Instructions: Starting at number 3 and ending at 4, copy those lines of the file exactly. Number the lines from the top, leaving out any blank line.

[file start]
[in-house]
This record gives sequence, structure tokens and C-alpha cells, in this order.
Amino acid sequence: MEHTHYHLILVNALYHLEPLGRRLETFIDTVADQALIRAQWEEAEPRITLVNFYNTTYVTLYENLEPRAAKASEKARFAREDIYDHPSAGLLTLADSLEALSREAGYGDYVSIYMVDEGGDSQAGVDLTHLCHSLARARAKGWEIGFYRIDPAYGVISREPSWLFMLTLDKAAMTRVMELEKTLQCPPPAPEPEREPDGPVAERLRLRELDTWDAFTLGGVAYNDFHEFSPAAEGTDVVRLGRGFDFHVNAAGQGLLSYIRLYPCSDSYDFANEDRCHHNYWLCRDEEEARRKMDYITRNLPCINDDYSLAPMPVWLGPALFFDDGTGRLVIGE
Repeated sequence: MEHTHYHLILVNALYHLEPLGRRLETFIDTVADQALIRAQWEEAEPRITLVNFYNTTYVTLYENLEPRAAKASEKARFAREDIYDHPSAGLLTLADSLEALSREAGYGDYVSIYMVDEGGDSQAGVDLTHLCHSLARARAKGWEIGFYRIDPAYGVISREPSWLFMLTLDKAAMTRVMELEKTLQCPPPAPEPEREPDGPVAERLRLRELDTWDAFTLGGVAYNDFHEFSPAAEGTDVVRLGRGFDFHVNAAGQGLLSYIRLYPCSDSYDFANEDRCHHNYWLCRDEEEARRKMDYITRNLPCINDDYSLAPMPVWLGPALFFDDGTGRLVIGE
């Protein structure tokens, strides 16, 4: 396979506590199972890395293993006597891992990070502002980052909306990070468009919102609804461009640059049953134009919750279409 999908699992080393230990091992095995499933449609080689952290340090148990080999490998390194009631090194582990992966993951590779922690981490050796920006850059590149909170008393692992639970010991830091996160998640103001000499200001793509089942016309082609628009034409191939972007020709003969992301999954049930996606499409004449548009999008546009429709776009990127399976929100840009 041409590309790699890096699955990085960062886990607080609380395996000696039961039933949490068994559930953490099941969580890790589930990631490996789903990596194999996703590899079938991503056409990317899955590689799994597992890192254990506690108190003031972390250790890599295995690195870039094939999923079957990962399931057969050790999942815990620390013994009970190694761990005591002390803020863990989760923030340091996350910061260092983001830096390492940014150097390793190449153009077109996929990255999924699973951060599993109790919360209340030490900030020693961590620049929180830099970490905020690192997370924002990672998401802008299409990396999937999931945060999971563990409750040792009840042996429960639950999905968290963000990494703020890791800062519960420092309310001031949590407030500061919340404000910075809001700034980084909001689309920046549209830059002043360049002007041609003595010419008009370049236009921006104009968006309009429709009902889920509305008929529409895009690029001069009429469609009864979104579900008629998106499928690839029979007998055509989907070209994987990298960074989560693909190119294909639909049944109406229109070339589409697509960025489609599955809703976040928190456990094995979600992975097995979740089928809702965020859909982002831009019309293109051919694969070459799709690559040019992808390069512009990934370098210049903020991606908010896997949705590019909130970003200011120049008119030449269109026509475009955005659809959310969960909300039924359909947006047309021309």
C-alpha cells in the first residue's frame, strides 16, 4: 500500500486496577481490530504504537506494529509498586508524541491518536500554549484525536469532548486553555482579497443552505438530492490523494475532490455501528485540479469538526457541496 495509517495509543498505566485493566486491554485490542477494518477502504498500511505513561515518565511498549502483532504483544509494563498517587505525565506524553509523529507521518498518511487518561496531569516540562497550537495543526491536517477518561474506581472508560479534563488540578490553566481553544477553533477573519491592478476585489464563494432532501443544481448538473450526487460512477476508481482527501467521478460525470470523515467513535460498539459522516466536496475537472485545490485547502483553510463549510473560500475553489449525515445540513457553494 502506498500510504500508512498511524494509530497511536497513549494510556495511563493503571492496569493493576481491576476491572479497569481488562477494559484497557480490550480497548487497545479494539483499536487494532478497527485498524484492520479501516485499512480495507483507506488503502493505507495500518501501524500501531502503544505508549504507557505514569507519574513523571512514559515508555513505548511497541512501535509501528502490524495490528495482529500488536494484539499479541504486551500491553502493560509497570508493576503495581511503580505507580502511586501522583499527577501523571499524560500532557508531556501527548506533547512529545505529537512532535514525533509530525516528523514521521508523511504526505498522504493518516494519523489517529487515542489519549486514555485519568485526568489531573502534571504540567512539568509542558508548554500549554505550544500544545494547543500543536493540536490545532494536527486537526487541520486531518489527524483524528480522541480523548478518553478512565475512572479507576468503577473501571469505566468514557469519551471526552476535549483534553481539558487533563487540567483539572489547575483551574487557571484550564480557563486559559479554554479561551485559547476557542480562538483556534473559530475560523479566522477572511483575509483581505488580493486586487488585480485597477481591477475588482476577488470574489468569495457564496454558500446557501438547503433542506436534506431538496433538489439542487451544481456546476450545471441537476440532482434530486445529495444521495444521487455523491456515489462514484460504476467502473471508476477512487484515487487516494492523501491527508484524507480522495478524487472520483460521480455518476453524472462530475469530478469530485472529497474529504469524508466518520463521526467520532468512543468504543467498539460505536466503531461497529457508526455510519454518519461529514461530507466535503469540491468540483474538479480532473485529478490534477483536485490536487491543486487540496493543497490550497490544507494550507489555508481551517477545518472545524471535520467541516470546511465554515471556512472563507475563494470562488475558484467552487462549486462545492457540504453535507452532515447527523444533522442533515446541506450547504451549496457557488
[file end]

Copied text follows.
Amino acid sequence: MEHTHYHLILVNALYHLEPLGRRLETFIDTVADQALIRAQWEEAEPRITLVNFYNTTYVTLYENLEPRAAKASEKARFAREDIYDHPSAGLLTLADSLEALSREAGYGDYVSIYMVDEGGDSQAGVDLTHLCHSLARARAKGWEIGFYRIDPAYGVISREPSWLFMLTLDKAAMTRVMELEKTLQCPPPAPEPEREPDGPVAERLRLRELDTWDAFTLGGVAYNDFHEFSPAAEGTDVVRLGRGFDFHVNAAGQGLLSYIRLYPCSDSYDFANEDRCHHNYWLCRDEEEARRKMDYITRNLPCINDDYSLAPMPVWLGPALFFDDGTGRLVIGE
Repeated sequence: MEHTHYHLILVNALYHLEPLGRRLETFIDTVADQALIRAQWEEAEPRITLVNFYNTTYVTLYENLEPRAAKASEKARFAREDIYDHPSAGLLTLADSLEALSREAGYGDYVSIYMVDEGGDSQAGVDLTHLCHSLARARAKGWEIGFYRIDPAYGVISREPSWLFMLTLDKAAMTRVMELEKTLQCPPPAPEPEREPDGPVAERLRLRELDTWDAFTLGGVAYNDFHEFSPAAEGTDVVRLGRGFDFHVNAAGQGLLSYIRLYPCSDSYDFANEDRCHHNYWLCRDEEEARRKMDYITRNLPCINDDYSLAPMPVWLGPALFFDDGTGRLVIGE